Gödel was a brilliant mathematician / logician who is most famous for showing [1], [2] that in any axiomatic mathematical system there are propositions that cannot be proved or disproved within the axioms of that system. This demonstrated for the first time that mathematics is not a complete and self-consistent system as had been believed. This also proved that a computer can never be programmed to answer all mathematical questions.

What is thought of as Gödel's first incompleteness theorem (1930) states that all consistent axiomatic formulations of number theory include undecidable propositions (Hofstadter , 1989).

Gödel's second incompleteness theorem states that if number theory is consistent, then a proof of this fact does not exist using the methods of first-order predicate calculus . Stated more colloquially, any formal system that is interesting enough to formulate its own consistency can prove its own consistency iff it is inconsistent (iff = if and only if [i.e., necessary and sufficient]; "just if" or "exactly when" are sometimes used instead) .

An excellent and thorough biography can be found at St. Andrew's University in Scotland <>.

A particularly fine and highly-recommended web resource appropriately entitled "Godel on the Net" can be found here.

Two other brief biographies with useful sidebar links can be found through Xrefer in Who's Who in the Twentieth Century <> and A Dictionary of Scientists <>, both from Oxford University Press.

Also see Incompleteness Theorem [1], [2]; Turing Machine [3], [4]; Alan Turing [5], [6].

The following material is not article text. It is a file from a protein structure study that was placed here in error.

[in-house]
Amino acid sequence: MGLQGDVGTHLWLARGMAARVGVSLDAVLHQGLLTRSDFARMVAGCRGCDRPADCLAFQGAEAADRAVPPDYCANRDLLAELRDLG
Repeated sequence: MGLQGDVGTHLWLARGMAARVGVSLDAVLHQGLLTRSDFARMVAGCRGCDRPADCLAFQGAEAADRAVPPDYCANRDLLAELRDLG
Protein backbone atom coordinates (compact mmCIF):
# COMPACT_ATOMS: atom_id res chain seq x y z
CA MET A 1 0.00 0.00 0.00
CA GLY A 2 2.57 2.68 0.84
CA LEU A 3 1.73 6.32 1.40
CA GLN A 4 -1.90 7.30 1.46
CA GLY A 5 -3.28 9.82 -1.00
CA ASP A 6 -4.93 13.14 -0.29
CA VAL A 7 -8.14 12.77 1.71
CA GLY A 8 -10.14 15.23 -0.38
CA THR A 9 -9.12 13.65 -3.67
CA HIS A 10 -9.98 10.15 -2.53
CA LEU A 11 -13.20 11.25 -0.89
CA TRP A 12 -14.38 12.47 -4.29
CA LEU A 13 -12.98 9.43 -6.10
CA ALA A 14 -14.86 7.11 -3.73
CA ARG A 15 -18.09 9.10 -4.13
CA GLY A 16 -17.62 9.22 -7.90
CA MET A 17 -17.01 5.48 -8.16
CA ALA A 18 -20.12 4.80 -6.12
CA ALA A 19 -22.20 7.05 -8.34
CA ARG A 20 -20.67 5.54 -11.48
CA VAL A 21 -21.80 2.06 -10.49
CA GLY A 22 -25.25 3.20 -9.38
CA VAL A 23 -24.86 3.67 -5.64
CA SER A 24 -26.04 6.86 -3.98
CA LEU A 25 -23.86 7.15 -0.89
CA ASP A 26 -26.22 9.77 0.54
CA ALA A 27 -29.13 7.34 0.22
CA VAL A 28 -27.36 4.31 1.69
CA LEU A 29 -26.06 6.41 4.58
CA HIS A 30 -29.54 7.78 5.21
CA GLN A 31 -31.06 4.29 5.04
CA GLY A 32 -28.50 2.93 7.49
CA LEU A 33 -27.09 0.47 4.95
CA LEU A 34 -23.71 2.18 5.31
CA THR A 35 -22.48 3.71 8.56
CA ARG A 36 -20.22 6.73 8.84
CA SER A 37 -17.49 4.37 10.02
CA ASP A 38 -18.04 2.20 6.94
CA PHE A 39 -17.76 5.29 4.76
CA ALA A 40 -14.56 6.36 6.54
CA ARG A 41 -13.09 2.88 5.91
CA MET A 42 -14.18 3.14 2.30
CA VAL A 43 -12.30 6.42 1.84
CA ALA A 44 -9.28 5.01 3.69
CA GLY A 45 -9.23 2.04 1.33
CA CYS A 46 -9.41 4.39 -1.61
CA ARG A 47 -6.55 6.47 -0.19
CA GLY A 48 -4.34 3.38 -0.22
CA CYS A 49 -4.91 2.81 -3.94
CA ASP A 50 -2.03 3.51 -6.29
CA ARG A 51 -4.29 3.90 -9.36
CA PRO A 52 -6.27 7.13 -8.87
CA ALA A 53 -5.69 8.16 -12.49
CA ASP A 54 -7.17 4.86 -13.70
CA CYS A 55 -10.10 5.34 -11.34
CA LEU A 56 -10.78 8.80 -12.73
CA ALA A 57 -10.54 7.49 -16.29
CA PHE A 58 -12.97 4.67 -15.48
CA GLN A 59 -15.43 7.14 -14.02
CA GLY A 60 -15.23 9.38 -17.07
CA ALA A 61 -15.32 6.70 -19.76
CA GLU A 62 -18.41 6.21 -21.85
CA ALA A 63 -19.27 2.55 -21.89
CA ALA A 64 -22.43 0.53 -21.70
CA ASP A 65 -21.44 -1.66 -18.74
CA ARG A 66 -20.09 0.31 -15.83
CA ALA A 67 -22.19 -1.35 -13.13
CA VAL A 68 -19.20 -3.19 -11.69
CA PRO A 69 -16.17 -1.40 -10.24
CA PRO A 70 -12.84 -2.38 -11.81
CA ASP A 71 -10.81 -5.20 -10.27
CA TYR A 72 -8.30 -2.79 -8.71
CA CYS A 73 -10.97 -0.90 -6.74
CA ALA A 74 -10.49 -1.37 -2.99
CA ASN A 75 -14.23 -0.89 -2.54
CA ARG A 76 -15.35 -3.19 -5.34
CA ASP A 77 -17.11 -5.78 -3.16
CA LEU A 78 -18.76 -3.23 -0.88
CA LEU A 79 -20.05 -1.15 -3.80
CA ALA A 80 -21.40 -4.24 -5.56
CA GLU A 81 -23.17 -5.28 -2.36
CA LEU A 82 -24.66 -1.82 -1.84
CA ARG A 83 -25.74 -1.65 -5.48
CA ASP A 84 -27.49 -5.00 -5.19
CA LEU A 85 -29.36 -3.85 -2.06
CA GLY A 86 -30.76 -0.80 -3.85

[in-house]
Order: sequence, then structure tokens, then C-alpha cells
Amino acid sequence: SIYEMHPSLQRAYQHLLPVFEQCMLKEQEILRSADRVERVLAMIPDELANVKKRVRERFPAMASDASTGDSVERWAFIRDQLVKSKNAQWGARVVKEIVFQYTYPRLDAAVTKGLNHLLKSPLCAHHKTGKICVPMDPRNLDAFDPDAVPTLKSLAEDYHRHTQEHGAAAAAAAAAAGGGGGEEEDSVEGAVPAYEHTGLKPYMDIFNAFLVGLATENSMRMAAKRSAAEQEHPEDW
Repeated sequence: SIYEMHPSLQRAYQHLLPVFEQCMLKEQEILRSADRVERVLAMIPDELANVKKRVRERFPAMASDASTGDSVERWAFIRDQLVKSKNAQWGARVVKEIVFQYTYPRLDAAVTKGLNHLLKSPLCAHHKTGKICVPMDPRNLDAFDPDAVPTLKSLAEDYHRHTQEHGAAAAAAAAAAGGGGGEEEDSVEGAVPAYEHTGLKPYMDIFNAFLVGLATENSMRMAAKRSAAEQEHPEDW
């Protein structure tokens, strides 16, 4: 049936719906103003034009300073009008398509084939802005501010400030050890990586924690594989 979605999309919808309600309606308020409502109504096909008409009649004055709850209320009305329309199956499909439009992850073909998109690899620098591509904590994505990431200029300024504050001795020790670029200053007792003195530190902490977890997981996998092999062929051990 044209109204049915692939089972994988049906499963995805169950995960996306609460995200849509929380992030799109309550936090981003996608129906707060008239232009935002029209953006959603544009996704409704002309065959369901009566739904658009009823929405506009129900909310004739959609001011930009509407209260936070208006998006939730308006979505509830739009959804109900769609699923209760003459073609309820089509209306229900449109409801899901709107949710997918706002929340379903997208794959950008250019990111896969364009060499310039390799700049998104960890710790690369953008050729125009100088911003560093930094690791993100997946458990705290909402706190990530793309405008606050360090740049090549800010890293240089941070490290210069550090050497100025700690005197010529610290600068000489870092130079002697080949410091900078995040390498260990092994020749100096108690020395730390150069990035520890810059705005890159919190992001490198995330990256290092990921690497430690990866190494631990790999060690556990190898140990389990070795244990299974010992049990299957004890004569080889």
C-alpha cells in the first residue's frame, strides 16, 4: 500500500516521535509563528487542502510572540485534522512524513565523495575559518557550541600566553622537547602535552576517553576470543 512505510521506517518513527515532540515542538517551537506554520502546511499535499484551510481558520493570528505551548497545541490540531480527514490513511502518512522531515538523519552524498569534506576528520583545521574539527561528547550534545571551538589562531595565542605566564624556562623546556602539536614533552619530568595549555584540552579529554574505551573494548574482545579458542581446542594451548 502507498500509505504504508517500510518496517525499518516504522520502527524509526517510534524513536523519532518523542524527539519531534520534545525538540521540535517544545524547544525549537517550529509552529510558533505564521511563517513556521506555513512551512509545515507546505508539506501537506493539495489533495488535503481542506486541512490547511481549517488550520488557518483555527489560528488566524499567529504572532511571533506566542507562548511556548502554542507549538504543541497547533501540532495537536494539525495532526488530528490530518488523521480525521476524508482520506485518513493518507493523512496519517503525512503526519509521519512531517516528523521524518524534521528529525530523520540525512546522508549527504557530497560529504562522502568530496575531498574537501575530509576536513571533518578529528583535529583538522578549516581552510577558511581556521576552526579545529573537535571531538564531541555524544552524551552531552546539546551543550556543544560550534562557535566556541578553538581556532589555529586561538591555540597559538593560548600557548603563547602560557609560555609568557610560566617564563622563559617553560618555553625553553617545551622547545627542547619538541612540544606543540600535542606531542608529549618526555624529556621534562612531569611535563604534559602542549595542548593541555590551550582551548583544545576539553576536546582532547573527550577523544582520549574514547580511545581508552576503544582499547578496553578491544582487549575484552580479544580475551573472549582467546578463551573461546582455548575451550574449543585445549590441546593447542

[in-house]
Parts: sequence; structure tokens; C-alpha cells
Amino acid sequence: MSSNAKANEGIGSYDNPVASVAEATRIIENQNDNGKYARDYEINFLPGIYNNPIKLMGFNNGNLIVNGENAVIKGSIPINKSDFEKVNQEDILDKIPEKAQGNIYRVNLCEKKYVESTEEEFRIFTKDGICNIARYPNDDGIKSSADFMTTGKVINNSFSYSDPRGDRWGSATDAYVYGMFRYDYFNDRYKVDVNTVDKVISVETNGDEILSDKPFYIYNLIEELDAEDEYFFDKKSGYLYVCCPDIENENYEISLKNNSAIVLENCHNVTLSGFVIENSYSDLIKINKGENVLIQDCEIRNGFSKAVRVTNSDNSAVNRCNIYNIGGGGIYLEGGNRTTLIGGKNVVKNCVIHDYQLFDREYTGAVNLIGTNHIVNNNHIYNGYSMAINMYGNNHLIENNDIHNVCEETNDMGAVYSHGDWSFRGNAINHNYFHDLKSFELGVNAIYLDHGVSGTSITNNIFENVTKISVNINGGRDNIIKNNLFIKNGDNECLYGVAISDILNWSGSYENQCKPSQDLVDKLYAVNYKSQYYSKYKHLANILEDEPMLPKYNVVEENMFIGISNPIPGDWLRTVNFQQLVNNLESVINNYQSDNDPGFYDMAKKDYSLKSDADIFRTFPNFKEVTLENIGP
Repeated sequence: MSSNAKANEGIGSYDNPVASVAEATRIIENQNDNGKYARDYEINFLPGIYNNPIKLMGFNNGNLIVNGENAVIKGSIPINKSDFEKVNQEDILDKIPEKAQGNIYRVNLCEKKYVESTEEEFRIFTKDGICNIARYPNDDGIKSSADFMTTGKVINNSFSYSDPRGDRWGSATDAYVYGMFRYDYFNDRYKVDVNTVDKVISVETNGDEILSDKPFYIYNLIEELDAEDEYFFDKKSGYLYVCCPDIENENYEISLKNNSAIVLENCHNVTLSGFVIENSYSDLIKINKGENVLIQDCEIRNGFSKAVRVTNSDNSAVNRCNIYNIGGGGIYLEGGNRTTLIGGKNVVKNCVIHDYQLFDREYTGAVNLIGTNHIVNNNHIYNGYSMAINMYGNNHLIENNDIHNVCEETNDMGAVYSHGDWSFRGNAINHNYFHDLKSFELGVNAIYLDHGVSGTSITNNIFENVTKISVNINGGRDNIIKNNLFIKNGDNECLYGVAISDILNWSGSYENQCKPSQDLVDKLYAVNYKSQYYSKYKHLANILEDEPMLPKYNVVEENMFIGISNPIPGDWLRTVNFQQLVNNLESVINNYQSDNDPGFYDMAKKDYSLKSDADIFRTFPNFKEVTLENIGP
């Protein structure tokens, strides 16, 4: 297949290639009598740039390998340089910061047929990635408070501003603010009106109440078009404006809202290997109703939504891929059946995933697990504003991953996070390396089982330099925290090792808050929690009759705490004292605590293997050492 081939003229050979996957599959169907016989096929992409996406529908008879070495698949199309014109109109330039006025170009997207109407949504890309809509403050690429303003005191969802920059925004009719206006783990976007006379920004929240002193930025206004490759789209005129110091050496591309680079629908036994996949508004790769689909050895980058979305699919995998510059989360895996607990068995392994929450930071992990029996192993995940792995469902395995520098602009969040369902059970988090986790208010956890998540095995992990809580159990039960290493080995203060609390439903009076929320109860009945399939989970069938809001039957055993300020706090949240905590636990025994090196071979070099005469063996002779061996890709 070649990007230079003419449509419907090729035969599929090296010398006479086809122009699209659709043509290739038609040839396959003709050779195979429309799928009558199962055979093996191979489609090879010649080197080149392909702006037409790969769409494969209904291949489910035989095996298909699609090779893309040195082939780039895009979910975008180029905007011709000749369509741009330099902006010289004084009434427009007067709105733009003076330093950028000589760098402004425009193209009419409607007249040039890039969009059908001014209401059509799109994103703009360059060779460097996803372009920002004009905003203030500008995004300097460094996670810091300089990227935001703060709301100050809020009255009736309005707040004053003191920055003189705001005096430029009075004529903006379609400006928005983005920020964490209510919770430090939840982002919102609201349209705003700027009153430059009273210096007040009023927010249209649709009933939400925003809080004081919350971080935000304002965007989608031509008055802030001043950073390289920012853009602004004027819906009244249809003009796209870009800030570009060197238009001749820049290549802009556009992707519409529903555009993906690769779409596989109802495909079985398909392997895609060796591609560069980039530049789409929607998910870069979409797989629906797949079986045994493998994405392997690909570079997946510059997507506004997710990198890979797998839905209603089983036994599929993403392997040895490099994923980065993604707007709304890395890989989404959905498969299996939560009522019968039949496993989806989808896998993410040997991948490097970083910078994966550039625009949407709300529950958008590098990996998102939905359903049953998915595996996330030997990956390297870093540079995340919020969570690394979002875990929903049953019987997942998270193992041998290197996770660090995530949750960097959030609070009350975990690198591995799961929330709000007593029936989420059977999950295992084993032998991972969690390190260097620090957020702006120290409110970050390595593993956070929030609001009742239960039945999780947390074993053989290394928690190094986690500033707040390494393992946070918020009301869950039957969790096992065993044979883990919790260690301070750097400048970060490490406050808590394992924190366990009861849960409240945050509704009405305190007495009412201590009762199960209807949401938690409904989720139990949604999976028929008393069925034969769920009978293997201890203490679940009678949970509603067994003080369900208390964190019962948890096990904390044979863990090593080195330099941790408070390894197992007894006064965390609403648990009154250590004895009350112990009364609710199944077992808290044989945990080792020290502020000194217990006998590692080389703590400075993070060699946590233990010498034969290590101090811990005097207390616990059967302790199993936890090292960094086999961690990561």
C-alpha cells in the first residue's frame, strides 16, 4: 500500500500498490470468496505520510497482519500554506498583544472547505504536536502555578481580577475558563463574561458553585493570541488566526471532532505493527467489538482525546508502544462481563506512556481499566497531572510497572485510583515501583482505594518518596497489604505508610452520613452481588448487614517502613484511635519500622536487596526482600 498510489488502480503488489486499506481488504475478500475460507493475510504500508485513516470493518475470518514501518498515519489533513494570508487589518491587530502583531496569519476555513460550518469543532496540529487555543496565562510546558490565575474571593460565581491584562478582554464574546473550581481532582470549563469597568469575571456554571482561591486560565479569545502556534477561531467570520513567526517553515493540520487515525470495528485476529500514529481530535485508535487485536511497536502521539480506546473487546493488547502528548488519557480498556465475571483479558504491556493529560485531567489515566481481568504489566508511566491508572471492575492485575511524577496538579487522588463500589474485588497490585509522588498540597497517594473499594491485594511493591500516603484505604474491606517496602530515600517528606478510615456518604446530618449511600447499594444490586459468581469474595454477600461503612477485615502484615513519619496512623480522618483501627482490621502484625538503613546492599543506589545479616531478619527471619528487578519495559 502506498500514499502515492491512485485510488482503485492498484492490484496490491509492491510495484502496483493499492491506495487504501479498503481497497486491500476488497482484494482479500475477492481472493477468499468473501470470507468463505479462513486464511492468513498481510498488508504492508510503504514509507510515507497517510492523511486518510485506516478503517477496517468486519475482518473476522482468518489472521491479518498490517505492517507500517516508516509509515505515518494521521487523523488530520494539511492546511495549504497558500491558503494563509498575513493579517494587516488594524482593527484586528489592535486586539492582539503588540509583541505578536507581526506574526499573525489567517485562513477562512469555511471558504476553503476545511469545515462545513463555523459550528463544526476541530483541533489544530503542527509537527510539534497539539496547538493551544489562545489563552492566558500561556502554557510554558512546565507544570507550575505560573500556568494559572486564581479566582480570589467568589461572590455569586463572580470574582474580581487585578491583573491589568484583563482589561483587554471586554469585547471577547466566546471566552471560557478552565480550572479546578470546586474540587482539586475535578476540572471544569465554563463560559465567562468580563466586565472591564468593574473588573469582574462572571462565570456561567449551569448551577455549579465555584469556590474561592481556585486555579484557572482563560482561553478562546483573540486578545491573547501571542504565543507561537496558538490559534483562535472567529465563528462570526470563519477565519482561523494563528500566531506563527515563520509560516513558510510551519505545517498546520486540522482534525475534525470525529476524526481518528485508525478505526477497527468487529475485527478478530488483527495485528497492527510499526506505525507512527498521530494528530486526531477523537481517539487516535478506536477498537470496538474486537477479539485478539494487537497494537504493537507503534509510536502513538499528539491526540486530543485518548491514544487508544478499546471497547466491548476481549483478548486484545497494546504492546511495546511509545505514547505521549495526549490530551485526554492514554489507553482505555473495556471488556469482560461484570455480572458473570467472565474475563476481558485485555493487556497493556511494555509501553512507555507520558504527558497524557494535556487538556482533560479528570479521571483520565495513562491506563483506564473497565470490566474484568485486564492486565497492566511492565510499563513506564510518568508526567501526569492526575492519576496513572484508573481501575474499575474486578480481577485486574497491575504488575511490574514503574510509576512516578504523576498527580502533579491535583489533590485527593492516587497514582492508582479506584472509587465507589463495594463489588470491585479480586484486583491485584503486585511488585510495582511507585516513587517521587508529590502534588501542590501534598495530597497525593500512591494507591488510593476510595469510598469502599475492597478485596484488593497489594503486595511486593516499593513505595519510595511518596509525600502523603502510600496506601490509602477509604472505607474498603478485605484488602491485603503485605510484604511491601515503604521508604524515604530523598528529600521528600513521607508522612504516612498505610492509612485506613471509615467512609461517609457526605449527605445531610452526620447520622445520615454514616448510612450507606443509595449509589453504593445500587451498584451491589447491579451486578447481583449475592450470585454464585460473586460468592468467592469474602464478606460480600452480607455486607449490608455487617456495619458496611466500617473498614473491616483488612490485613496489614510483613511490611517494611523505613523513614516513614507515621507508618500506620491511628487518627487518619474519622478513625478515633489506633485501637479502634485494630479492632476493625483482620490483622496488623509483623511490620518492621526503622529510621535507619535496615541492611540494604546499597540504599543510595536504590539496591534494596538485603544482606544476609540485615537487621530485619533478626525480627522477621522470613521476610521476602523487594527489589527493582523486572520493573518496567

Fermi, Enrico -- 1901 CE to 1954 CE

Fermi won the 1938 Nobel Prize in Physics "for his demonstrations of the existence of new radioactive elements produced by neutron irradiation, and for his related discovery of nuclear reactions brought about by slow neutrons".

In 1926, Fermi discovered the statistical laws, now called Fermi-Dirac statistics, that govern the particles subject to Pauli's exclusion principle. Studying the atomic nucleus itself, in 1934, Fermi evolved the beta decay theory. Based on the work of Pauli and Curie, he demonstrated that nuclear transformation occurs in almost every element subjected to neutron bombardment.

Following the discovery of fission by Hahn and Strassman (1939), Fermi recognized that a chain reaction of secondary neutrons was possible. He then directed a classic series of experiments which ultimately led to the construction of an atomic pile which produced the first controlled nuclear chain reaction.

An excellent biography of Fermi with very useful links can be found at Eric Weisstein's Science World site at Wolfram Research <>.

A brief but useful biography of Fermi is provided by Biography: <>.

The Nobel e-Museum provides another excellent biography of Fermi at <>.

Oppenheimer, J. Robert -- 1904 CE to 1967 CE